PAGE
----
Monday, September 07, 2015

Wounded Duc...

I went out for a ride with my buddy, B. I met him at his place and we left. Less than a mile out, I looked back and he wasn't behind me. That was odd, I thought. I pulled over, actually off the road because there was no shoulder, into a farmer's field, and called him. It turns out he had low pressure in his tire, so he turned around to reinflate the tire.

"No problem," I said. "I'll just turn around and meet you back at your place."

I started to go forward, paralleling the road, when all of a sudden my wheel caught a rut. The rut turned the wheel sharply to the left and down we went. To make matters worse, I was close enough to the road that,new hen I went down, the bike and I hit the asphalt,narthex than a soft farm field. Dammit!!!

I scratched up the left side, notably the mirror. Crushed on the glass side, scratched on the outside.

 The fairing saw some action as well...

 ...and the tank, which realy went down hard.

I aso managed to bend the shift lever; this is interesting because I learned this is supposed to happen. It bends so the shaft that leads to the transmission does not bend or break. Fortunately, I have a friend R. with a blow torch and some mad skillz... We will see how that turns out.

I also busticated the handguard. Of course, it had to be one with an ingrate turn signal, instead of a simple, cheap, black piece of plastic. We will see what my local body shop can do with this.

And, I snapped the end off the clutch lever, another part that is meant to "give" in a crash.

Thursday, August 27, 2015

Different Bike, Same Place

The Bridges of Perry County:



Twenty-Third Psalm Ride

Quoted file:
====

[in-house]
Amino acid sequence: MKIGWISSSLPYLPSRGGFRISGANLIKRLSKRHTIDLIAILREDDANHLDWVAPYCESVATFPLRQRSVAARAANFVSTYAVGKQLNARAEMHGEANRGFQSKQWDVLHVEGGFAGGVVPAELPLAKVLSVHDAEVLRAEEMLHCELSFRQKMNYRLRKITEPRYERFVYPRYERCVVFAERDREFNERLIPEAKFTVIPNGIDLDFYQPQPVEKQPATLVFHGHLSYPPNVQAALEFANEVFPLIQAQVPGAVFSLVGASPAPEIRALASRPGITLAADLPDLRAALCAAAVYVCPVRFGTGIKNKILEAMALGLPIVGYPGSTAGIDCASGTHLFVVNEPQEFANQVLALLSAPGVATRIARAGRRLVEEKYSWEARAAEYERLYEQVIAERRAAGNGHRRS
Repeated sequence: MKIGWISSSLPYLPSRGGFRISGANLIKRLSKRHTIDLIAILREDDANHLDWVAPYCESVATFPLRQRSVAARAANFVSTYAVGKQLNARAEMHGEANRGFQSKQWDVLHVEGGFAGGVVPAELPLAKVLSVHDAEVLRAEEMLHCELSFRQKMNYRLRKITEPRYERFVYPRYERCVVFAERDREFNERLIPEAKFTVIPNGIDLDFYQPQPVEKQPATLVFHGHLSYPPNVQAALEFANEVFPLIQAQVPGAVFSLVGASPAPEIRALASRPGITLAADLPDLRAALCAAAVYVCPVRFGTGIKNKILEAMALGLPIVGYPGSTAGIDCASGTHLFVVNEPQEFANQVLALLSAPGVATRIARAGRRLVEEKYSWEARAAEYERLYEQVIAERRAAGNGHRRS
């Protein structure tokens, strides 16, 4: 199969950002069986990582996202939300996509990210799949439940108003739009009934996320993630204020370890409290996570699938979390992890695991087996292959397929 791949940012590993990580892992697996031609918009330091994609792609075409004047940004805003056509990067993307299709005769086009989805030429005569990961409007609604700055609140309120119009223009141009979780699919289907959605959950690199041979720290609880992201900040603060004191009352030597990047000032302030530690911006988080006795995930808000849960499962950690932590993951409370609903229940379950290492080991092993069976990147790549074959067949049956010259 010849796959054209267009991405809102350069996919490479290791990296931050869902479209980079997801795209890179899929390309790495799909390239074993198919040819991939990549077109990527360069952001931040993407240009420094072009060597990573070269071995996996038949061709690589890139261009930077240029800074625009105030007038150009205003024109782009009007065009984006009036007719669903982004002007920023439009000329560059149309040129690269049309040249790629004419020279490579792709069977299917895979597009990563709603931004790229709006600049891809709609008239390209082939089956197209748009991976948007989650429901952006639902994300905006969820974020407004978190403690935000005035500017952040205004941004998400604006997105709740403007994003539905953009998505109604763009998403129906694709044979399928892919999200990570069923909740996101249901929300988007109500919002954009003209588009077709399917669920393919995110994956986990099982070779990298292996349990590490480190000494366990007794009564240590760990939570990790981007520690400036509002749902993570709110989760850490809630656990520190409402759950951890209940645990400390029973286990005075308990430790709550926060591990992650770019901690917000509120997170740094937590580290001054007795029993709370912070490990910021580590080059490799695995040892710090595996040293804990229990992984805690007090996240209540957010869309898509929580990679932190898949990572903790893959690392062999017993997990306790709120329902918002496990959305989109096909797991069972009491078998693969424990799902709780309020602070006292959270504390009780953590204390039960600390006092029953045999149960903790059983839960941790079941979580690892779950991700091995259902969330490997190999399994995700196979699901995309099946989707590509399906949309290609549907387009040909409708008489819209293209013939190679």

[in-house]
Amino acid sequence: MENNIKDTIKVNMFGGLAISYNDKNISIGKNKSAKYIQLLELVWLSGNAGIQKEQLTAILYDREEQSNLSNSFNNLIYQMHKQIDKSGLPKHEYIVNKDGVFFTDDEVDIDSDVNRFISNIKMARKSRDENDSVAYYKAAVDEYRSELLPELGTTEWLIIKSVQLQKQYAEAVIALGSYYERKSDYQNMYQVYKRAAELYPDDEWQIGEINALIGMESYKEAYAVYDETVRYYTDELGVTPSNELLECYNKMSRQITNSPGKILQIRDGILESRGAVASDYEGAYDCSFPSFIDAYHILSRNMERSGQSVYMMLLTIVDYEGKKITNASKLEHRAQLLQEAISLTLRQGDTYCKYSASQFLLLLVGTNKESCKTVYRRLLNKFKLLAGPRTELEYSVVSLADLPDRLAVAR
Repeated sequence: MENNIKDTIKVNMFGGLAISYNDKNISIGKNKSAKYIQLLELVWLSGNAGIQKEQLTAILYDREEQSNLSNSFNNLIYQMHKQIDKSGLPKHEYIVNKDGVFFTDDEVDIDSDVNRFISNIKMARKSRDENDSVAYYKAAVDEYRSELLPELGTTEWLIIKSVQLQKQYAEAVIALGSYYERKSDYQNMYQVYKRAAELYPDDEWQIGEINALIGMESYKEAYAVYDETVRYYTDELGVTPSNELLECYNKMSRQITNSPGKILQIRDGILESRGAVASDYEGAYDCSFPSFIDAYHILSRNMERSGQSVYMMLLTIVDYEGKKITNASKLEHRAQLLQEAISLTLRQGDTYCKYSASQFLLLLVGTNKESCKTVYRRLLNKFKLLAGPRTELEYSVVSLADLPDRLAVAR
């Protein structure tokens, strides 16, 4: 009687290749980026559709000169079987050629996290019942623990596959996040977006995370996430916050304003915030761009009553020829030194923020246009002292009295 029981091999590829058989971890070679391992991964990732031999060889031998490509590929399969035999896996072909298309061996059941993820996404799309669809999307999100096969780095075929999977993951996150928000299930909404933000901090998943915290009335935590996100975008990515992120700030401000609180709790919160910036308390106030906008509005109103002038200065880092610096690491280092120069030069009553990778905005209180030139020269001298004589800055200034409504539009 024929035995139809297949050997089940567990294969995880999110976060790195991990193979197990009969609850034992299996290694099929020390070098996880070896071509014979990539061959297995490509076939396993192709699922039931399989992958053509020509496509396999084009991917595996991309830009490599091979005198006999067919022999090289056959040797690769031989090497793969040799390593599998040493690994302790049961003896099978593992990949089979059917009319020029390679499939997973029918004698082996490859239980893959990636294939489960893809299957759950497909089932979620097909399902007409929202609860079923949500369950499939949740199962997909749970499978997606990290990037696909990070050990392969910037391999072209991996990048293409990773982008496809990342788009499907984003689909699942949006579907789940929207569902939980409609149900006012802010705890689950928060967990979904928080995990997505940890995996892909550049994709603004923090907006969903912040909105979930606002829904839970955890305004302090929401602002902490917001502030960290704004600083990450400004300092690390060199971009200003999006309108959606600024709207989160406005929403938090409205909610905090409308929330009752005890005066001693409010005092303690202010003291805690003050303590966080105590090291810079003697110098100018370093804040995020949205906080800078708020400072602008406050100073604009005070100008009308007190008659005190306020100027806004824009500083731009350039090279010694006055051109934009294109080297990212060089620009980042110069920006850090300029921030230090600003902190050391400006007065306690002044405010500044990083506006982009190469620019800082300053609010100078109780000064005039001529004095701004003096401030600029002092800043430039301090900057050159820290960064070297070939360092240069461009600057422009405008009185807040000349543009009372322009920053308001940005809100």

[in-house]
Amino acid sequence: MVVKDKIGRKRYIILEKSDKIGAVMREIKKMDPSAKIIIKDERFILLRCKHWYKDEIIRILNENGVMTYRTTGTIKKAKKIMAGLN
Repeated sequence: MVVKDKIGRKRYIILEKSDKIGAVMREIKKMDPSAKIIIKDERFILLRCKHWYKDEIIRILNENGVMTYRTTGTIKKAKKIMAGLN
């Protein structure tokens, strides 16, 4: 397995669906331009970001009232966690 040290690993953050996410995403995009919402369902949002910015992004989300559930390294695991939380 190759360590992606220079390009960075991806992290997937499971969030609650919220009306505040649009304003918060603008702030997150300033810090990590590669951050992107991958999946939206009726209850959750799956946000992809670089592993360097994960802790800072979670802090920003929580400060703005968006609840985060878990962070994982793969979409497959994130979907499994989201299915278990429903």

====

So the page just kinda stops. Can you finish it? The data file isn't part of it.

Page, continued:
Twenty-Third Psalm Ride...

The Lord is my Shepherd;
I shall not want.

He makes me to lie down in green pastures;

He leads me beside the still waters.

He restores my soul;
He leads me in the paths of righteousness for His name's sake.

Yea, though I walk through the valley of the shadow of death,
I will fear no evil;
For You are with me;
Your rod and your staff, they comfort me.

You prepare a table before me in the presence of my enemies;
You annoint my head with oil;

My cup runs over.

Surely goodness and mercy will follow me all the days of my life;
And I will dwell in the house of the Lord forever.

Saturday, August 22, 2015

Hand Made Shaving Bowl

I oredered this handmade shaving bowl from Nicole Pangas Ceramics on Etsy

 It arrived quickly and well packed for the safety of the product. The bowl is shallow, with ridges at the bottom to promote a quicker, fuller build up of lather. It is beautifully made, and has a really nice weight that holds in the heat when I am building the lather.

A couple of things I might do differently, in hindsight:
1. A deeper bowl to build up more lather without spilling over the sides. I am new to the whole "prper shaving" scene, so I know part of it is my own sloppiness. I am sure I will get better with this as time goes by.
2. A more varied glaze, just to make it more interesting. Nicole has some really cool stuff in her shop, for sure.